2500 youths from J&K still stranded in PoK

2500 youths from J&K still stranded in PoK

28 March 2010
The Daily Excelsior
Sanjeev Pargal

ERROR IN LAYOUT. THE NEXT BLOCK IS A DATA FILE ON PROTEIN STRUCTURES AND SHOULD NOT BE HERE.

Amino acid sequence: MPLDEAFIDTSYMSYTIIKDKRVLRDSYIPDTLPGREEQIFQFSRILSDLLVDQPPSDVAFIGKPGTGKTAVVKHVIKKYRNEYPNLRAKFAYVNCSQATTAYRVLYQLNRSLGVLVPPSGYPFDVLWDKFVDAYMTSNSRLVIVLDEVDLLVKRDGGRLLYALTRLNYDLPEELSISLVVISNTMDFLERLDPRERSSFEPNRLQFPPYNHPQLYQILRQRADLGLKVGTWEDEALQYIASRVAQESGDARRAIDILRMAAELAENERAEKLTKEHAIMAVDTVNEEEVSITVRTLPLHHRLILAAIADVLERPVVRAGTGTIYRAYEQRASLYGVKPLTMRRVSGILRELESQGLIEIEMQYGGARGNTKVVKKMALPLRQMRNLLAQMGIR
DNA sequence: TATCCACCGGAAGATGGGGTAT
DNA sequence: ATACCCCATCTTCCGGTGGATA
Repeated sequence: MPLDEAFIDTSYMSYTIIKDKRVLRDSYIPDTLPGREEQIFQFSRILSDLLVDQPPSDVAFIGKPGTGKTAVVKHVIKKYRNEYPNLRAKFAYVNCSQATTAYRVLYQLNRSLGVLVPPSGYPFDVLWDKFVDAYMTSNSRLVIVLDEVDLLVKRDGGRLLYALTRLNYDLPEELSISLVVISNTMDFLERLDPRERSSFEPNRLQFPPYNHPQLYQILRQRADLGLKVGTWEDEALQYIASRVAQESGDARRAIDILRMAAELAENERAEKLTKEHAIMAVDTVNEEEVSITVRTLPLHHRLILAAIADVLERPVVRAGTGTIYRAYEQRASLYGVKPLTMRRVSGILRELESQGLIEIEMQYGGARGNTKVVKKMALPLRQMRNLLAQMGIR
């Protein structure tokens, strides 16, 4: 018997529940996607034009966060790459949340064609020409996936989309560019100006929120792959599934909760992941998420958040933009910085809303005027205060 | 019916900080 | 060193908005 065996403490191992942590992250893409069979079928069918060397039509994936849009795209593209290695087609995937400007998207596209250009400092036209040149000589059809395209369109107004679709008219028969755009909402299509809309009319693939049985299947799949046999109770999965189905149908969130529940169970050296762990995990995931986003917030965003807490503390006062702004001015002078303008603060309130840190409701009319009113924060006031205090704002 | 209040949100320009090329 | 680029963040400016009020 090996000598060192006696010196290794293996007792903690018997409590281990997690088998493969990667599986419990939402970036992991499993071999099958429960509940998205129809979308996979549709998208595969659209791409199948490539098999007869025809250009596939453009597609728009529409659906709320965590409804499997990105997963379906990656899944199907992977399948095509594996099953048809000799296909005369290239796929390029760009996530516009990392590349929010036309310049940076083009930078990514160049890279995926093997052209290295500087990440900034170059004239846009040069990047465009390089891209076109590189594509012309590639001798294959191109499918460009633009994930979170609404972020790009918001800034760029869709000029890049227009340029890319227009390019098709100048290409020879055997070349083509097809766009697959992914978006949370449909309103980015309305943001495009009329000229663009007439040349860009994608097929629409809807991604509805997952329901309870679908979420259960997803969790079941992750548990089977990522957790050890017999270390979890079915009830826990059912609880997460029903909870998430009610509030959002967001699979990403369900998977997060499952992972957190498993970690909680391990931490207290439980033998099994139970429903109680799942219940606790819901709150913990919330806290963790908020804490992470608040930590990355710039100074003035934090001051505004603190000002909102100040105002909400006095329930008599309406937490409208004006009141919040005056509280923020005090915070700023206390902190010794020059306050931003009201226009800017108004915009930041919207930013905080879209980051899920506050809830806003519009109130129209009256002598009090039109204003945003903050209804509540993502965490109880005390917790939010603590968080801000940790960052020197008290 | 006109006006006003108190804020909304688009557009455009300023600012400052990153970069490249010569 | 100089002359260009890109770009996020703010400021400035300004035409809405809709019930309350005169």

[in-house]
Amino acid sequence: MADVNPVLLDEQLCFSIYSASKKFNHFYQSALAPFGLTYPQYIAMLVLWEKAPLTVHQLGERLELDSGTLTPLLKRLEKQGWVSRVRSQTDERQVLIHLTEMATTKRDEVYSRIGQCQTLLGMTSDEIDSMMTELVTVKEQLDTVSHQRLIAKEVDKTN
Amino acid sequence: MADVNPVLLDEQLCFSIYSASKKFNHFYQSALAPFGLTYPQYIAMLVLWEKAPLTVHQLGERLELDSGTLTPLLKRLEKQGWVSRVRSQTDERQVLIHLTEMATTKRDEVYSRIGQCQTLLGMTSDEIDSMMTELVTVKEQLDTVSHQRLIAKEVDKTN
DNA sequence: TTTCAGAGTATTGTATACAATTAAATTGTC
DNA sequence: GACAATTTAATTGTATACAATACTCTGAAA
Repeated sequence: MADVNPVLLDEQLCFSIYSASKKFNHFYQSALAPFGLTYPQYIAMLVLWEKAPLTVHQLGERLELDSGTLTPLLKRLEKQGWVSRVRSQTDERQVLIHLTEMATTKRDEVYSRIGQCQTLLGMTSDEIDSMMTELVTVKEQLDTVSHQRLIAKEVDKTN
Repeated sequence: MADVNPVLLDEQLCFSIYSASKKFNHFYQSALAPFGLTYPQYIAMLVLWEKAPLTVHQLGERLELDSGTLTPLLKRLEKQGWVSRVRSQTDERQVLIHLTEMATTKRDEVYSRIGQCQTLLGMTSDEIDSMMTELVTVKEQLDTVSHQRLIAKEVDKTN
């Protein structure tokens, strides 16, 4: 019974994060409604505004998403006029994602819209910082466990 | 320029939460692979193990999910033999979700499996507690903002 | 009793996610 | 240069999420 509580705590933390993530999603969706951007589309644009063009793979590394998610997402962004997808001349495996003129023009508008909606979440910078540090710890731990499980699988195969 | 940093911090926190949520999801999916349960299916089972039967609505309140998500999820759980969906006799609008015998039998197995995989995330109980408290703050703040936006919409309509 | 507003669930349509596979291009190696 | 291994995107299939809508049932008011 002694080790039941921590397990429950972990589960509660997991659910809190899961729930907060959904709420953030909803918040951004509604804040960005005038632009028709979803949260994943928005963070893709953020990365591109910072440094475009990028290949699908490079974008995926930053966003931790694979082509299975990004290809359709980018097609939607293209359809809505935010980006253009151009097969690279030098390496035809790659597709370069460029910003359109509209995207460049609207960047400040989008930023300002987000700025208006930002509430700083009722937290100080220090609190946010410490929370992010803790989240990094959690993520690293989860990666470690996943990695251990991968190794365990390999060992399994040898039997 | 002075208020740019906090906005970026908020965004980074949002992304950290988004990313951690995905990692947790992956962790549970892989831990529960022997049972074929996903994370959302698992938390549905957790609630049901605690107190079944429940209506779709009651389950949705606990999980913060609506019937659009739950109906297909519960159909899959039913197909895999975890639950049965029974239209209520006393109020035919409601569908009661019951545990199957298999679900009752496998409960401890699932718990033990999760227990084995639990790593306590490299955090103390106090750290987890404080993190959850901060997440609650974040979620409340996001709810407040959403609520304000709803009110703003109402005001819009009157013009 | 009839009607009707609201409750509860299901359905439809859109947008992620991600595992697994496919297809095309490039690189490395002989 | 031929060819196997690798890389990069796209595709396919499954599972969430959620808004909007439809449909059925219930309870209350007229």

JAMMU: Even as the Government was in the process of preparing a Rehabilitation Policy for the Kashmiri youths held up in Pakistan occupied Kashmir (PoK), Intelligence agencies of security forces and police believed that number of such youths was precisely 2500. 'There is no accurate official data as families of most of the youths, who had crossed over to PoK for arms training during past several years of militancy, have not lodged their missing reports. We have through our own sources of information managed to identify most of the youths who were stationed in PoK', official sources told the Excelsior. 'To be very precise, the number of such youths could be around 2500. The number, however, varied with different agencies with some putting it at 2000 and others at 2500 or 3000. We are taking it at 2500', they said, adding there was no basis in the claim of some human rights organisations which described the number around 10,000 or so. According to sources, it was not possible to conduct a survey of the missing youths across the State as majority of the families wouldn’t be ready to share details of their kin even though they had been receiving telephonic calls from them from PoK. The State Home Department has been assigned the task of preparing the Rehabilitation Policy in consultations with the Union Home Ministry officials. It could take some more time to give a final shape to the policy in view of legal hurdles that could crop up. The security agencies believed that majority of 2500 youths had undergone training in terror camps at PoK and Pakistan after they crossed over to other side of the Line of Control. However, most of them have now dispersed from the camps. While a number of them were still believed to be in control of Pakistan Army, ISI and the militant outfits, many others have started working in shops and houses of the people to earn their livelihood. A number of them were also reported to have married the local girls and settled with them. According to sources, it was this section of the youths, who want to come back to the Valley or other parts of the State, where they had been living before crossing over to PoK. 'Whether Pakistan Army and ISI or militant commanders will allow them a smooth sailing to this side remained a million dollar question', sources said, adding the policy framers were also working on this aspect. A possible agreement between the Governments of India and Pakistan could facilitate smooth return of the youths intending to return to their houses. In addition to this, there are a number of related issues on which the Committee had to work very carefully to ensure that there were no lacunaes in the Rehabilitation Policy once it was announced by the Government. The wife and children of the militant, when crossed over, would be treated as Pakistani citizens unless they are granted Indian citizenship, sources said, adding few militants have returned to the State in recent times taking air, road or other routes along with their wife and children. Even before the Rehabilitation Policy was mooted by the State Government and idea accepted by Union Home Minister P Chidambaram, families of some youths, held up across PoK, had received letters from across the LoC with stranded ultras expressing their desire to return. A number of such letters have been received in recent past in Doda and Kishtwar districts.


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